BTN LiveBIG: Minnesota, HopeKids providing smiles

It is the nature of volunteerism that you find yourself working with people for whom life is unfairly difficult. Such is the case for the student-athletes from the University of Minnesota who have formed a bond with HopeKids to give moments of pleasure to families of children with terminal illnesses.

On Sept. 7, HopeKids Minnesota will host its seventh annual HopeDays Festival on Bierman Athletic Field with the assistance of student-athletes from the University of Minnesota. HopeKids is a national organization that provides events and activities to enhance the lives of families who have a child with a life-threatening illness.

HopeKids logoThe state of Minnesota is one of the top states in the U.S. in terms of resident volunteerism, and the alignment of HopeKids and the University of Minnesota Athletics Department is the perfect match that continues to grow from its inception in 2008.

According to HopeKids President Josh Taylor, HopeKids decided to open a chapter in Minnesota, and made contact with the University of Minnesota initially to see if an arrangement could be made that would provide sporting event tickets for the kids and their families. The arrangement, kick-started by Minnesota Assistant Athletic Director for Student-Athlete Development Peyton Owens III and Assistant Director of Student-Athlete Development Anissa Lightner, turned out to be much more than just a path to get game tickets.

“We let them know what we are doing and asked if there is a way we can be working together,’’ Taylor said. “They wanted to have a program that could encourage volunteerism. We wanted to do a festival for the kids and their families, and they proposed the idea of hosting the festival and having the student-athletes involved.

“We did a trial run in 2008 and it was a huge success,’’ Taylor said. “We have done it every year since, and it has become a part of the culture for the student-athlete.”

“Our partnership with HopeKids has been tremendously beautiful, as we do our very best to bring joy to the lives of those with cancer and other life-threatening illnesses,’’ Owens said.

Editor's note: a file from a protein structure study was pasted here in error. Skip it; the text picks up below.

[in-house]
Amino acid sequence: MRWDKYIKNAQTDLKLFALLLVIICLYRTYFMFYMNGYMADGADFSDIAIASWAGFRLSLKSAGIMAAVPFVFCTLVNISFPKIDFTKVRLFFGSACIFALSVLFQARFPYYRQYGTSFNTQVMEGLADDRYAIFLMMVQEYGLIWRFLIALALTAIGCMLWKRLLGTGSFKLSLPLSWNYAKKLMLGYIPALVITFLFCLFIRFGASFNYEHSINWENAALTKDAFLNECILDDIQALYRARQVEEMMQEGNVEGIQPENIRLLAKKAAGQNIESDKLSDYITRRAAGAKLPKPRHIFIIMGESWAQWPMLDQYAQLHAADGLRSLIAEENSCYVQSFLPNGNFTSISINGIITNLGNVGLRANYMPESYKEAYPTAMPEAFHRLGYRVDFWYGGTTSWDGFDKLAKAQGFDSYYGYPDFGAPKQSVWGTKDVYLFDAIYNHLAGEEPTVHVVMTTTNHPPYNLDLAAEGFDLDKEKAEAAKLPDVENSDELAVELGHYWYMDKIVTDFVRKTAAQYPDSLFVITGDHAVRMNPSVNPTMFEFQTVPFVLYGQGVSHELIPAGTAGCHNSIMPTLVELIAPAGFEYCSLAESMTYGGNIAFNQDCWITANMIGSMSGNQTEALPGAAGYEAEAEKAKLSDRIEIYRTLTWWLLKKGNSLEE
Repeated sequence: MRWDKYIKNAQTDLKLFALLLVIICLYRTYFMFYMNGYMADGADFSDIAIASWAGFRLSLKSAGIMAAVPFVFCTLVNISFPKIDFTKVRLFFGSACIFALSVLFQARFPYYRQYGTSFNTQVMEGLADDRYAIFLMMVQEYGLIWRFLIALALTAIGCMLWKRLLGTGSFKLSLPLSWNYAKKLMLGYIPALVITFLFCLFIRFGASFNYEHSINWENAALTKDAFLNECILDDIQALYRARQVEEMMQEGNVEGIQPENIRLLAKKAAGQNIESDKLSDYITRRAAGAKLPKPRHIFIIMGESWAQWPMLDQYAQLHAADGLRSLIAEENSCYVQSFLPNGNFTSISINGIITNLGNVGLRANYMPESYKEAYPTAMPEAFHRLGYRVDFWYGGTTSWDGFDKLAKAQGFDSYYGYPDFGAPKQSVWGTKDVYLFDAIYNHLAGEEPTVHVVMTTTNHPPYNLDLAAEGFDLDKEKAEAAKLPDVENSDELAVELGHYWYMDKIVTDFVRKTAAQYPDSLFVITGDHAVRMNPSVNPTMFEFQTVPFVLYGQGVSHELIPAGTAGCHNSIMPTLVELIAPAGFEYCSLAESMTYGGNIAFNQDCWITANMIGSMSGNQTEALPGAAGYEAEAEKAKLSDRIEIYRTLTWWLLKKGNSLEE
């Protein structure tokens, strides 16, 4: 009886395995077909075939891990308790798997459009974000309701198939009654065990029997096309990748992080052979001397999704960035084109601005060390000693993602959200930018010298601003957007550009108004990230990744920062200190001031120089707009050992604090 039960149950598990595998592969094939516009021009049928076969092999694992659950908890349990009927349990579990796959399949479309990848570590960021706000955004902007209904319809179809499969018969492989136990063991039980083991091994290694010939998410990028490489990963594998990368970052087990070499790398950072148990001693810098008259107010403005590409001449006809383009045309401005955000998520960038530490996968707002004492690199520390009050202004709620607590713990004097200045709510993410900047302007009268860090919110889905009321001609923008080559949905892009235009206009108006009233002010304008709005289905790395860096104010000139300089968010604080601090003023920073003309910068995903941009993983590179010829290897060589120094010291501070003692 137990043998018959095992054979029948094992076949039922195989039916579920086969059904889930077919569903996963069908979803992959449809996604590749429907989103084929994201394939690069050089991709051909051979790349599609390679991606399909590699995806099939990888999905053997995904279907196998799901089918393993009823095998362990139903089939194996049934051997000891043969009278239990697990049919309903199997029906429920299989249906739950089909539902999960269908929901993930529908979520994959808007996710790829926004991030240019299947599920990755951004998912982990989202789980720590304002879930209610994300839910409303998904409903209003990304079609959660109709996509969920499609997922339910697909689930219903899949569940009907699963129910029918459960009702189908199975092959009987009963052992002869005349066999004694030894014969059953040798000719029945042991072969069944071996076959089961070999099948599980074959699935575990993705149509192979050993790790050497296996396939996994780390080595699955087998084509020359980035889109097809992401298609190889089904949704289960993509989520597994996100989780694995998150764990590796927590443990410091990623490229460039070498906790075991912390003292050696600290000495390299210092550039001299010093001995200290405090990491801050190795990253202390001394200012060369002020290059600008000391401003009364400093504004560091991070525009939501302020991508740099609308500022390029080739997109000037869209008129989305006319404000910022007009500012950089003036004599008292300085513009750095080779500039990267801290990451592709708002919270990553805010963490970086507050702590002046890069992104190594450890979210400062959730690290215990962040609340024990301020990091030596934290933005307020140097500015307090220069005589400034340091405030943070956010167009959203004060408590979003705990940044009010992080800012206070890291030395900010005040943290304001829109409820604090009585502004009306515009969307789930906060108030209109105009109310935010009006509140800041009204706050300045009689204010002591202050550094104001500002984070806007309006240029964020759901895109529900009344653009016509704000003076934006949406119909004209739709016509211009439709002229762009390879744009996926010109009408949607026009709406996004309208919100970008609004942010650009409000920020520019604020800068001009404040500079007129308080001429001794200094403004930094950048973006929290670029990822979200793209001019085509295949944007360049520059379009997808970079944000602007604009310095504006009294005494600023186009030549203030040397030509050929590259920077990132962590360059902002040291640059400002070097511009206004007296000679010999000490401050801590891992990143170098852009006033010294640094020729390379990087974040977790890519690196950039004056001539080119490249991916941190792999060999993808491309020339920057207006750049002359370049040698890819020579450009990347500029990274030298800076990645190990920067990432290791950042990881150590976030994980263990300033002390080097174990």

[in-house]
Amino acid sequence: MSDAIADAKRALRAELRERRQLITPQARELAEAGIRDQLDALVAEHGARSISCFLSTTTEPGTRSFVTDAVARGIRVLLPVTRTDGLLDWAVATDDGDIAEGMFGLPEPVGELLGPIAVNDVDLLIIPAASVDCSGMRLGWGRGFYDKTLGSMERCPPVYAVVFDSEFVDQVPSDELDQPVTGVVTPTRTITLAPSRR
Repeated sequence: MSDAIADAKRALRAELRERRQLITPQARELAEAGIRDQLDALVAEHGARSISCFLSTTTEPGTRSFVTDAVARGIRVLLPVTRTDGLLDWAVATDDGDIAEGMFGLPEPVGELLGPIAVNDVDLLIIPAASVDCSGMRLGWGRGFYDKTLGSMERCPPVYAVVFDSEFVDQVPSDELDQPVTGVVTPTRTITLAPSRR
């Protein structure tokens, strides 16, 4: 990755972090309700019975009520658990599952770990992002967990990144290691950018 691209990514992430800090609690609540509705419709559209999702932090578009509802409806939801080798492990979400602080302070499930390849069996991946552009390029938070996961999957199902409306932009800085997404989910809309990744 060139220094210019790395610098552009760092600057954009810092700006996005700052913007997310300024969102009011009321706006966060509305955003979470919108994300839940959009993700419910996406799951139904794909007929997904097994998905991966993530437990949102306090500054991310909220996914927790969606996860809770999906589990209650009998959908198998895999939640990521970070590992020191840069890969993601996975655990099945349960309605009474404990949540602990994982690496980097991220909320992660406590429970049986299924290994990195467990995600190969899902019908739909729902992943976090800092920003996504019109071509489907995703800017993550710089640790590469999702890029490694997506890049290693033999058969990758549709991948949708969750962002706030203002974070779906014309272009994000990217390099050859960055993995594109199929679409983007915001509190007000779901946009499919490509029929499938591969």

How beautiful has the partnership been?

“This is our seventh year, and we have cycled through four-year students,’’ Taylor said. “But we now have alums coming back. It meant so much to them while they were at school, it was so important for them, that they are coming back to serve as volunteers, and we are welcoming them.”

“Last year, I think we had over 15 alumni who came back to volunteer,’’ Lightner said. “A couple had graduated in 2008. That is when you know deep down the impact was permanent.”

The university asks their student-athletes to volunteer at least one hour to the HopeDays festival, although they are not required to do so. Athletes in season are not asked to participate.

The festival includes pony rides, a dog show, performances by the volunteers, and bounce houses supervised by the athletes.

Families from Iowa, South and North Dakota, and Wisconsin attend the HopeDays Festival, which has a variety of activities for the kids and a unique opportunity for the parents, provided as a result of the volunteerism of the Minnesota student-athletes. Taylor said he was aware of one family that schedules annual checkups for their children with doctors in the UM area to coincide with the dates of the Festival.

“The kids and the parents love having the student-athletes at the event,’’ Taylor said. ‘They are looked up to in the community, and the kids think it is cool that they would come to our event and hang with them and fun. They play with the kids while the parents can sit back and relax and talk to the other parents.”

The festival includes pony rides, a dog show, performances by the volunteers, and bounce houses supervised by the athletes.

The benefit for the HopeKids is obvious: it is a special day held to celebrate life among children who have a tenuous relationship with life. But it benefits the UM student-athletes as well.

“The hope is that it has an impact on the students in their development, giving them an appreciation that they have it pretty good, and that there are kids who have it a whole lot tougher than them,’’ Taylor said. “Hopefully it is an eye-opener for them.”

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